Don’t get me wrong on this point. I know that many adverse health events have been prevented due to modern medicine. Drugs that lower blood pressure and reduce cholesterol and blood sugar have been a literal lifesaver for those who need them. Keeping these three (mostly) lifestyle metabolic conditions under control has made all the difference in many people’s lives. There are also many chronic illnesses that we now have treatments for that have enabled sufferers to live more productive and pain-free lives. This is a very good thing for the individual and for society in general.
Of course, there have been side effects as well. I’m not talking so much about issues directly tied to the drugs but rather in the attitude of those who take them and for the way we as a people view preventable illnesses. We have come to believe that having a preventable condition “controlled” is the same as being “cured” or “healthy”; it’s not.
I know people who eat whatever they want because after the meal they check their blood sugar and shoot up with insulin. They don’t understand that they are, in fact, diabetics, and while it is important in the moment to control their blood sugar, this is not long-term, responsible behavior. Shooting up with pharmaceutical insulin does not “cure” diabetes, as many sufferers seem to believe. They think that as long as they carry insulin with them, they can eat whatever they want and they don’t have a problem … not a good way to think.
I once interviewed a prospective client, and he provided me with a (rather substantial) list of the drugs he was taking. I couldn’t help but comment on the large number of illnesses he had for a man of his age. He took umbrage with my comment and said that he didn’t have high blood pressure or diabetes or any of the illnesses he was taking drugs for. I asked why he was taking them then, and he said because they “cured” him, and as long as he takes the drugs he would remain “cured.” That’s like a junkie saying, “As long as I can get my heroin, I won’t go into withdrawal so I’m fine.”
There are “good” drugs” and “bad” drugs. Good drugs can literally cure you of an illness. These drugs come in too many varieties to mention and cure too many illnesses to count. I was very glad for the antibiotics I was given for a nasty staph infection in my right elbow; those were “good” drugs.
Other good drugs allow those with chronic, debilitating, and incurable illnesses to live without pain and suffering. Such drugs often allow them the chance at a normal lifespan and a normal day-to-day functionality. These are the miracles of modern medicine of which we often speak and are a boon to humankind.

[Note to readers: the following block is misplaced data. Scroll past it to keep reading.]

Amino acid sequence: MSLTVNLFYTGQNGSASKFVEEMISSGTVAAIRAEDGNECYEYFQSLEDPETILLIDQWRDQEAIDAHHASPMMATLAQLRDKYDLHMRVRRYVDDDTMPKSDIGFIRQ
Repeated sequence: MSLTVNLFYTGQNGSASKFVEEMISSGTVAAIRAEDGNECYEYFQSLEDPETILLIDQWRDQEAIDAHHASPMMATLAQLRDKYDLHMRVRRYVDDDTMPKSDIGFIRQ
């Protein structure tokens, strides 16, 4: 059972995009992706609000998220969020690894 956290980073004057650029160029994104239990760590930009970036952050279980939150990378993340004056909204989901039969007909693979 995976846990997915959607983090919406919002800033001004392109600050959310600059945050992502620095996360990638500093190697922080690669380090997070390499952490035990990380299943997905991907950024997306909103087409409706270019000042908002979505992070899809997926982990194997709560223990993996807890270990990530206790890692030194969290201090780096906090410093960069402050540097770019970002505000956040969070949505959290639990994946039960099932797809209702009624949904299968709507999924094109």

Bad drugs (I don’t mean literally bad but metaphorically bad) can control a situation, delaying the onset of worst things that may come from the situation, which is, in fact, a good thing. Many of these drugs are used long term to treat illnesses caused by lifestyle choices. Cardiovascular diseases, diabetes, and hypertension once again top the list.
If you’ve been prescribed one of these drugs, it should be a major wake-up call to change the way you are living and thinking. Losing weight, eating better, and getting more exercise will in many cases make these drugs unnecessary. Personal responsibility for the things you can affect is the real cure and the only permanent one for these lifestyle diseases.
Fit AND Healthy
Fitness is nearly 100 percent under your control, and there is no reason that you aren’t on top of this aspect of your life. I’ve heard every excuse imaginable for justifying the lack of personal responsibility regarding fitness. These excuses are flat-out worthless, and they don’t change a thing. Push away from the table, eat something green, get off your butt, get moving, and accept that it is your responsibility and the fitness part of the equation will fall right into place.
Health is tougher because you can do everything right and still run into problems. Many illnesses are completely out of your control to prevent; that’s just the way it is. Genetics, environment, and just plain-old bad luck are not within your control. Eating well, getting enough sleep, exercising, and having strong personal relationships and a positive attitude will take you a long way toward improved health, even with the uncertainties that life hands you. There are no guarantees, but at least you will be living a fantastic life along the way.
So, do all you can to positively affect what you can affect and avoid the avoidable; with a little luck, something unseen won’t sneak up and take you down. That’s really living life to the fullest …
Michael Krueger is an NSCA-certified personal trainer. He got his start in fitness training while serving in the United States Coast Guard. He works with firefighters and others in and around Madison, Wisconsin. He is available to fire departments, civic organizations, and athletic teams for training, consulting, and speaking engagements. He has published numerous articles on fitness, health, and the mind-body connection and was a featured speaker at the IAFC’s FRI 2009 Health Day in Dallas, Texas. E-mail him at MKPTLLC@gmail.